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Fireflies in the Rubble | a review by Neha R. Krishna

Fireflies in the Rubble: ARVINDER KAUR

Reviewing Editor: Neha R. Krishna

Publisher's name: Red River No of pages: 112 pages P-ISBN: CODE --- ISBN-10 9392494130 ISBN-13 978-9392494130 Price: INR 299 USD 9.99 Available on Amazon

Fireflies in the Rubble by Arvinder Kaur

Arvinder is very sensitive with her words. Each poem is a branch of memory rooted in her experiences. I am glad to read and review this beautiful book called, 'fireflies in the rubble'. The title soothes me with visuals of fireflies rising from the debris of war-torn cities. In some ways, I’d like to believe we all are cities. A part of us is war-torn. A part of us flourishes. The way Arvinder portrays images in words is deep and penetrating. Both her choice of words and what is left unsaid magnify the emotional quality in her poems. She has the skill to harness silence too. She allows her reader to discover the subtle shifts that exist in her work and fill them in with their own meanings. Walking through the pages of this stunning book, the reader will travel the continents of longing, of childhood memories, will peek through the rooms of silence, of dusty tables, of giggles, will visit an old shrine of the mother-daughter bond and feel the silence of relationships. Her deliberate technique of narrating her experiences in words is heartwarming. three small dots... he expects me to understand his silence In this poem, she easily leads her readers to a room where they can perceive profound silence. Its expanse is as unpredictable and intricate as it can be. I wonder if we can truly understand its depth. last love letter the quiet fall of snow all night Arvinder empowers the reader with an opportunity to feel “the quiet”. Just listen to it here. You might want to extend your hand to catch the snow, and perhaps unknowingly a piece of silence will land on your open palm too. It's all about the unknown, “as if the unknown is all mine” as she proclaims in another poem. I could also see silence as an unknown factor that we all own within us and still crave. watching the beach sunset together a bit of me a bit of you fades How slowly and unknowingly we lose ourselves, just like the colours that blend on the canvas of the sky. In this tanka, Arvinder merges a bit of herself beautifully with the reader and vice versa. chopsticks... keeping the tastiest morsel till the end Ohh! I have done this so many times and still do, munching the sides of the bread first and then relishing the soft centers. This poem reminds us of the silly habits we have. going back into my shell... this world of humans I found this poem so relatable. How every time we hide into a shell away from the world! It is my very favorite thing to do! There is so much to connect and relate to in Arvinder‘s beautiful collection. the house where we grew up our parents died in the courtyard I can still see mama claim her patch in the sun This cherita haunts me. It shows the house witnessing births and deaths. It portrays walls that have absorbed the giggles and cries. Relationships that have stayed forever. Many poems in this book are reflections of the beautiful bonds Arvinder shares with people, especially with her mother. It’s almost as if her longing dwells in between her breaths. watching till it becomes a dot on the horizon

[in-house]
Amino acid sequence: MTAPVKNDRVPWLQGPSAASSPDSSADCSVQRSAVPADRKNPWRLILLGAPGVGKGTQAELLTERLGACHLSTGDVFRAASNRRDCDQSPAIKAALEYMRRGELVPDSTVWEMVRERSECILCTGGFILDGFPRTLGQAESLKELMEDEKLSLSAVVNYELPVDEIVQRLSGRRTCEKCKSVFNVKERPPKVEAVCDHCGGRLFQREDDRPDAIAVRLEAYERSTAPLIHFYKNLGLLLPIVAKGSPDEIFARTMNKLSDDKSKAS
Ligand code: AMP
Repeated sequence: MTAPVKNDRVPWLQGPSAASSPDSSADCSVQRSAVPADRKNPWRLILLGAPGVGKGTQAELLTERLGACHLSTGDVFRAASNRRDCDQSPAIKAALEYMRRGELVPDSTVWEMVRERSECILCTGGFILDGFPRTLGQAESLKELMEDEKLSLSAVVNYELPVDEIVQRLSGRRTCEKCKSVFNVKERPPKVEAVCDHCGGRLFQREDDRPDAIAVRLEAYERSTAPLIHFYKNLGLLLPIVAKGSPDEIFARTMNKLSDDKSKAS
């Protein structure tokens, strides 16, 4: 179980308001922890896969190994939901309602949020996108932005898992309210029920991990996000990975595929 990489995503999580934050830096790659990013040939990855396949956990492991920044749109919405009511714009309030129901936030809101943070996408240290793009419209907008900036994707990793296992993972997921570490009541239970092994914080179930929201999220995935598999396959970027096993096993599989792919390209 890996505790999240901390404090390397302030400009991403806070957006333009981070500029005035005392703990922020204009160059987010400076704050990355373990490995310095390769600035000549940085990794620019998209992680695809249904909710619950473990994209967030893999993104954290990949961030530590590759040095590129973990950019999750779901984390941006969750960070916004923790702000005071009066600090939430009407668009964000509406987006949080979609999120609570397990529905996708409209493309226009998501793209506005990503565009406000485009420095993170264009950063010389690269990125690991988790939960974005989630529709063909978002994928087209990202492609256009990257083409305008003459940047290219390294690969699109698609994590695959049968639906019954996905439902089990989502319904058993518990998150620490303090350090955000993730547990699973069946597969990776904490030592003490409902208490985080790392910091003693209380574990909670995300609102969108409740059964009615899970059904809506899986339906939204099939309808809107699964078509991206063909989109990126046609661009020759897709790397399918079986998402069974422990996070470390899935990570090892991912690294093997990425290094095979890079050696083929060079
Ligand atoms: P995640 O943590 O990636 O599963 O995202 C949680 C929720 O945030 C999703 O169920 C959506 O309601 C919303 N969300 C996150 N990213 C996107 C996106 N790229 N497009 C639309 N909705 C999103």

the train I did not catch It's all about the choices we make, isn’t it? Of whether to catch the train or to simply watch it disappear in the distance. This image becomes open to several interpretations: Did the poet miss her train? Was she waiting for someone who didn't turn up? Or is it just a random train she is staring at? unable to bear the weight of rain... cherry petals I found myself coming back to this particular poem many times. I simply marvel at its beauty! When I read the first line, “unable to bear”, I wondered what it could be: a truth, a lie, the pain, or someone's behaviour? About the second line, “the weight of rain”, again I wondered, is it the ego or the weight of the past that is unbearable? “Cherry petals” in the third line suggests a living or visiting of cheerful youth. And when you read it once more, it sort of sums up the nature aesthetic of when rain washes the flowers on trees. Arvinder artfully captures this cadence of nature. Her poetry is not just on the surface - it pierces deep. as if it is still the same childhood moon Nothing changes even after years. The moon has always fascinated me too. We all have grown up with some moon lullaby or story. And then we have narrated it to children in our lives. Some things in life remain constant.

When Arvinder says in one poem, “How deep the layers of this longing”, what does she really mean? It makes you linger on the words and think about your own inner experiences.

Effortlessly graceful are all the poems. I would say with complete faith that these poems, page by page, will grow on you…and find a home in you.


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